We compared the requirements of Section 12 to the allegations in Bienvenido’s petition. Bienvenido’s petition complied with items (a), (b), (f) and (g): in paragraph 5 of the petition, he alleged the loss of his copy of TCT No. T-16755; paragraph 6 declared that no co-owner’s copy of the duplicate title has been issued; paragraph 10 stated that the property covered by the lost TCT is free from liens and encumbrances; and paragraph 11 stated that there are no deeds or instruments presented for or pending registration with the Register of Deeds. There was substantial compliance as to item (c): the location of the property is mentioned in paragraph 2; while the boundaries of the property, although not specified in the petition, refer to an annex attached to the petition. The petition did not mention anything pertaining to item (d). There was a failure to fully comply with item (e). By Fernando’s admission, there exist two other co-owners of the property covered by TCT No. T-16755. Fernando’s siblings Emma and Elpidio were not mentioned anywhere in the petition.

Section 13 of R.A. No. 26 prescribes the requirements for a notice of hearing of the petition:

 

Sec. 13. The court shall cause a notice of the petition, filed under the preceding section, to be published, at the expense of the petitioner, twice in successive issues of the Official Gazette, and to be posted on the main entrance of the provincial building and of the municipal building of the municipality or city in which the land is situated, at least thirty days prior to the date of hearing. The court shall likewise cause a copy of the notice to be sent, by registered mail or otherwise, at the expense of the petitioner, to every person named therein whose address is known, at least thirty days prior to the date of the hearing. Said notice shall state, among other things, the number of the lost or destroyed certificate of title, if known, the name of the registered owner, the names of the occupants or persons in possession of the property, the owners of the adjoining properties and all other interested parties, the location area and boundaries of the property, and the date on which all persons having any interest therein must appear and file their claim or objections to the petition. The petitioner shall, at the hearing, submit proof of the publication, posting and service of the notice as directed by the court.

 

The trial court’s 4 October 2002 Order was indeed posted in the places mentioned in Section 13, and published twice in successive issues of the Official Gazette: Volume 99, Number 2 dated 13 January 2003 and Volume 99, Number 3 dated 20 January 2003. The last issue was released by the National Printing Office on 21 January 2003.27 The notice, however, did not state Felisa as a registered co-owner. Neither did the notice identify Fernando’s siblings Emma and Elpidio as interested parties.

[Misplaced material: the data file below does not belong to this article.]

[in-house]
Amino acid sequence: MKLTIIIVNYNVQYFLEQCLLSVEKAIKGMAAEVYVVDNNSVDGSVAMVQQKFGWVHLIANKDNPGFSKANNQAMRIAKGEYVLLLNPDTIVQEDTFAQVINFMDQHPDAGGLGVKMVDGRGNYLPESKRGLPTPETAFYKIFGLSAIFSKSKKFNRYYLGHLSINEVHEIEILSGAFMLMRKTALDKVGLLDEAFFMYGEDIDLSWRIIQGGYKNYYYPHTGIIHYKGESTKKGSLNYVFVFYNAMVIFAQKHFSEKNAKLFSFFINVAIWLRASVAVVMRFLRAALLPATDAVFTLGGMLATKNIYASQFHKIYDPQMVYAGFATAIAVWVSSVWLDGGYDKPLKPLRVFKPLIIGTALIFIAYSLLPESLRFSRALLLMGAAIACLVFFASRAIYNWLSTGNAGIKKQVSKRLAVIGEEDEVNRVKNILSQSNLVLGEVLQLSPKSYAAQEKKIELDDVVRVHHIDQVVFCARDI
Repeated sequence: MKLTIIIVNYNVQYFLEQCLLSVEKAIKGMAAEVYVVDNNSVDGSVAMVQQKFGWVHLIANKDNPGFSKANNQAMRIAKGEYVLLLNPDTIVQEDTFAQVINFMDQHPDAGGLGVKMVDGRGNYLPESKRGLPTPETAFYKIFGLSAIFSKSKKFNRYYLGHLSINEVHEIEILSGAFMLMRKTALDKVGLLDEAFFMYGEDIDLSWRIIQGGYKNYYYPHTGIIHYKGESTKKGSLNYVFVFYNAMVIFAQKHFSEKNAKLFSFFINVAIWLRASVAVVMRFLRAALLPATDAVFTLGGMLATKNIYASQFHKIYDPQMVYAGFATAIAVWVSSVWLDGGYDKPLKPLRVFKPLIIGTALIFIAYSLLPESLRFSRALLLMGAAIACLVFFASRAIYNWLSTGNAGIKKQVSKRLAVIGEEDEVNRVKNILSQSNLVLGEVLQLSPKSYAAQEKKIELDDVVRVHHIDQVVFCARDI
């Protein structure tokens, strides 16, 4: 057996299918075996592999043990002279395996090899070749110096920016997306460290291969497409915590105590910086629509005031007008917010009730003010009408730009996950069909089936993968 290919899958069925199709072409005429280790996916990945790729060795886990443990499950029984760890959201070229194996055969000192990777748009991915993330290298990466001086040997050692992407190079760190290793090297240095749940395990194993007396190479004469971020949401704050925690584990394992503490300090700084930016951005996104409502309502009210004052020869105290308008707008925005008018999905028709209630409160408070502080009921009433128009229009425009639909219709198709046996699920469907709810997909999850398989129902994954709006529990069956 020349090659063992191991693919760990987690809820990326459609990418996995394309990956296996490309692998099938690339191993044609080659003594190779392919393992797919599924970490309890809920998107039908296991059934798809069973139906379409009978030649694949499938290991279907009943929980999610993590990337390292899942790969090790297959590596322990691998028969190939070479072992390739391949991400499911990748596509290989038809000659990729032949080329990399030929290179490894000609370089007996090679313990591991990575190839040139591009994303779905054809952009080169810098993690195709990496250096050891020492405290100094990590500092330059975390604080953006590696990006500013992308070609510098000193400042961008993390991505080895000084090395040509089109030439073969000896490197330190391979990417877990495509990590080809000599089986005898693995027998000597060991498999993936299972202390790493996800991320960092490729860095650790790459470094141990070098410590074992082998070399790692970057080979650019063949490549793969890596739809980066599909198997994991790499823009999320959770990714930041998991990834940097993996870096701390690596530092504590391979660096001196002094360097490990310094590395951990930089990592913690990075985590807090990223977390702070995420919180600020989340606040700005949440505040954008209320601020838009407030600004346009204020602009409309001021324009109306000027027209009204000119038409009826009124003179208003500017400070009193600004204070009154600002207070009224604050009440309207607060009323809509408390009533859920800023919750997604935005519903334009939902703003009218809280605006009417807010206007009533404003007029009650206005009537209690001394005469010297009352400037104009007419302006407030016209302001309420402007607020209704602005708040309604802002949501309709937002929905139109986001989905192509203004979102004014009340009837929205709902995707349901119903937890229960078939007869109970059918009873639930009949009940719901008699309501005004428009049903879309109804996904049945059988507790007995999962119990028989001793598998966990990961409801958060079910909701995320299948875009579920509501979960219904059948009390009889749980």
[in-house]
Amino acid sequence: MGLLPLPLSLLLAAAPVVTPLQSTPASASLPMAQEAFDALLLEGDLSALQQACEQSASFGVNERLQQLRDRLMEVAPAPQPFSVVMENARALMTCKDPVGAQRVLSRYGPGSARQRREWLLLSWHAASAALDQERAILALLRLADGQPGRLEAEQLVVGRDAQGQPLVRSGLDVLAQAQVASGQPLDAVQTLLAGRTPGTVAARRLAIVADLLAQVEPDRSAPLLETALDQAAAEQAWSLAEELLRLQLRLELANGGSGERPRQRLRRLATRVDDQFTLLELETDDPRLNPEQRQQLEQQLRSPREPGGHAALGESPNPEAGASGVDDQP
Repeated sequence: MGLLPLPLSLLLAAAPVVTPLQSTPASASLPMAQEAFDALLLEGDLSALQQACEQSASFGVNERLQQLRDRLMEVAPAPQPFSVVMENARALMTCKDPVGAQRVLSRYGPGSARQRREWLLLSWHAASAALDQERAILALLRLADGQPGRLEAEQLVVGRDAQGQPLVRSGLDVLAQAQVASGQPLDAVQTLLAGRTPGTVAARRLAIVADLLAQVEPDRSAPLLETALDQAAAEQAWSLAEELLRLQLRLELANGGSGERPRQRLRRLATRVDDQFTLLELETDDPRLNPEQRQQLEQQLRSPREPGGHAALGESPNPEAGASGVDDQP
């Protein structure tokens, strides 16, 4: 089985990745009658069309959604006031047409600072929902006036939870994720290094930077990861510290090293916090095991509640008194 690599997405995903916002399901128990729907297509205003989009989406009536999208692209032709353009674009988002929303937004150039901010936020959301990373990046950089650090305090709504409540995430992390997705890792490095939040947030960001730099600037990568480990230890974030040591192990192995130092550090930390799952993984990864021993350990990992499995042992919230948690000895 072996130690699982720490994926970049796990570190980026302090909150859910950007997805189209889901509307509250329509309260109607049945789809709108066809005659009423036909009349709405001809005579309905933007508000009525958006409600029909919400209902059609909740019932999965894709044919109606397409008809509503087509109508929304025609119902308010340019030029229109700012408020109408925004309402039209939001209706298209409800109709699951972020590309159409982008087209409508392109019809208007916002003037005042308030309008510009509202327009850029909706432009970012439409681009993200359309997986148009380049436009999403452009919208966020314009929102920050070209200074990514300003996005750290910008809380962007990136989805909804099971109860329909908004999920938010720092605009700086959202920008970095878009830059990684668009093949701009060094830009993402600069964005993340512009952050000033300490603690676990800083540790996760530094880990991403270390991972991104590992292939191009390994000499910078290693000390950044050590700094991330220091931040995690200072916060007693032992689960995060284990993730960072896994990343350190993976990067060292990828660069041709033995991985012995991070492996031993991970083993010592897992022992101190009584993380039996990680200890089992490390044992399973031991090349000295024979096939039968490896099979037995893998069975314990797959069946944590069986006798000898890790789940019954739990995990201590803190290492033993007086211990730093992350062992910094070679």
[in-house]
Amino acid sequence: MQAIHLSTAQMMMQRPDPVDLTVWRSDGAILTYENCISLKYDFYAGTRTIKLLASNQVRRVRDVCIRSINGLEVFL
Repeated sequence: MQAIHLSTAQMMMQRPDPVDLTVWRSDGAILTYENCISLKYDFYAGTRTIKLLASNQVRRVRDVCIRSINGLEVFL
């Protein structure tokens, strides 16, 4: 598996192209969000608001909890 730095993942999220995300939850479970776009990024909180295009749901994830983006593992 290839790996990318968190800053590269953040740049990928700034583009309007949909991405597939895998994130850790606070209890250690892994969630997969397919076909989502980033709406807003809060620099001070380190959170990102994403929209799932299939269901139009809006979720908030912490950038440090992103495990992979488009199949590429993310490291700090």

The non-compliance with the requirements prescribed in Sections 12 and 13 of R.A. No. 26 is fatal. Hence, the trial court did not acquire jurisdiction over the petition for reconstitution. We cannot stress enough that our jurisprudence is replete with rulings regarding the mandatory character of the requirements of R.A. No. 26. As early as 1982, we ruled:

 

Republic Act No. 26 entitled “An act providing a special procedure for the reconstitution of Torrens Certificates of Title lost or destroyed” approved on September 25, 1946 confers jurisdiction or authority to the Court of First Instance to hear and decide petitions for judicial reconstitution. The Act specifically provides the special requirements and mode of procedure that must be followed before the court can properly act, assume and acquire jurisdiction or authority over the petition and grant the reconstitution prayed for. These requirements and procedure are mandatory. The Petition for Reconstitution must allege certain specific jurisdictional facts; the notice of hearing must be published in the Official Gazette and posted in particular places and the same sent or notified to specified persons. Sections 12 and 13 of the Act provide specifically the mandatory requirements and procedure to be followed.28

 

 

We cannot simply dismiss these defects as “technical.” Liberal construction of the Rules of Court does not apply to land registration cases.29 Indeed, to further underscore the mandatory character of these jurisdictional requirements, the Rules of Court do not apply to land registration cases.30 In all cases where the authority of the courts to proceed is conferred by a statute, and when the manner of obtaining jurisdiction is prescribed by a statute, the mode of proceeding is mandatory, and must be strictly complied with, or the proceeding will be utterly void.31 When the trial court lacks jurisdiction to take cognizance of a case, it lacks authority over the whole case and all its aspects.32 All the proceedings before the trial court, including its order granting the petition for reconstitution, are void for lack of jurisdiction.33